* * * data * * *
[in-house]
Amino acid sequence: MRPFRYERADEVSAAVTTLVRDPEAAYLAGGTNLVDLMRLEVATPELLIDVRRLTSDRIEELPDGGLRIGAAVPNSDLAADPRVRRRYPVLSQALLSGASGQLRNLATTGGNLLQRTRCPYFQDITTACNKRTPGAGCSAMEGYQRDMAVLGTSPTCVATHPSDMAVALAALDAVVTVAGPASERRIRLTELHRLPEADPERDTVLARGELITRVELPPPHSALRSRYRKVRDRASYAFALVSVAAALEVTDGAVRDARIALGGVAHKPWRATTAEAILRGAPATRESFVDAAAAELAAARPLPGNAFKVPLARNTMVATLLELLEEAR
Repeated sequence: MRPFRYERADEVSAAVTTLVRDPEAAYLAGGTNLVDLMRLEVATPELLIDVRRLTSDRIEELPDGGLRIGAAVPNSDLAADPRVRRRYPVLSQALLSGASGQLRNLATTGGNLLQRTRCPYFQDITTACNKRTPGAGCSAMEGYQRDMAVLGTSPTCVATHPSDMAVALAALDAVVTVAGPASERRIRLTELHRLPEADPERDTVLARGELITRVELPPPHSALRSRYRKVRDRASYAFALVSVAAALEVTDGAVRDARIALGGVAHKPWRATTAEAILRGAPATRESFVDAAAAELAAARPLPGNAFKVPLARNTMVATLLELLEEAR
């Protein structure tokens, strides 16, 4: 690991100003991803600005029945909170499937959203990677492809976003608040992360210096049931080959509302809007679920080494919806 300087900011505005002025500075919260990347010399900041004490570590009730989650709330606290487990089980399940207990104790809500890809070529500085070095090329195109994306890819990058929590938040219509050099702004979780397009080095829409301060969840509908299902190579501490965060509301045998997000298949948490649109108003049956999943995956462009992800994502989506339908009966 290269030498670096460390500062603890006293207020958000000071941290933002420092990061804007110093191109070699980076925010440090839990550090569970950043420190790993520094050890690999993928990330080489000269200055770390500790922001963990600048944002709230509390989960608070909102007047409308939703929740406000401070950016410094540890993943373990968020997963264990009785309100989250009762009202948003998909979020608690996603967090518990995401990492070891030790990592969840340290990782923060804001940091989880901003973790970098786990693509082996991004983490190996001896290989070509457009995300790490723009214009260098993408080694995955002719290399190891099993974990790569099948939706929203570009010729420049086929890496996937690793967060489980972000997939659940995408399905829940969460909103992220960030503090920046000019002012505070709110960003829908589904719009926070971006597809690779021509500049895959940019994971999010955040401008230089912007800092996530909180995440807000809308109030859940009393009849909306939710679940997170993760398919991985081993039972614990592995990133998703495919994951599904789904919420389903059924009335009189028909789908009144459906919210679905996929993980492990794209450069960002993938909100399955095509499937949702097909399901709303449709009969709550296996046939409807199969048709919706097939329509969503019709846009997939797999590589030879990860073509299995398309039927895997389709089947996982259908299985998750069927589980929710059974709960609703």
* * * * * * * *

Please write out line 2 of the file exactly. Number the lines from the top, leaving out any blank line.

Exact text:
Amino acid sequence: MRPFRYERADEVSAAVTTLVRDPEAAYLAGGTNLVDLMRLEVATPELLIDVRRLTSDRIEELPDGGLRIGAAVPNSDLAADPRVRRRYPVLSQALLSGASGQLRNLATTGGNLLQRTRCPYFQDITTACNKRTPGAGCSAMEGYQRDMAVLGTSPTCVATHPSDMAVALAALDAVVTVAGPASERRIRLTELHRLPEADPERDTVLARGELITRVELPPPHSALRSRYRKVRDRASYAFALVSVAAALEVTDGAVRDARIALGGVAHKPWRATTAEAILRGAPATRESFVDAAAAELAAARPLPGNAFKVPLARNTMVATLLELLEEAR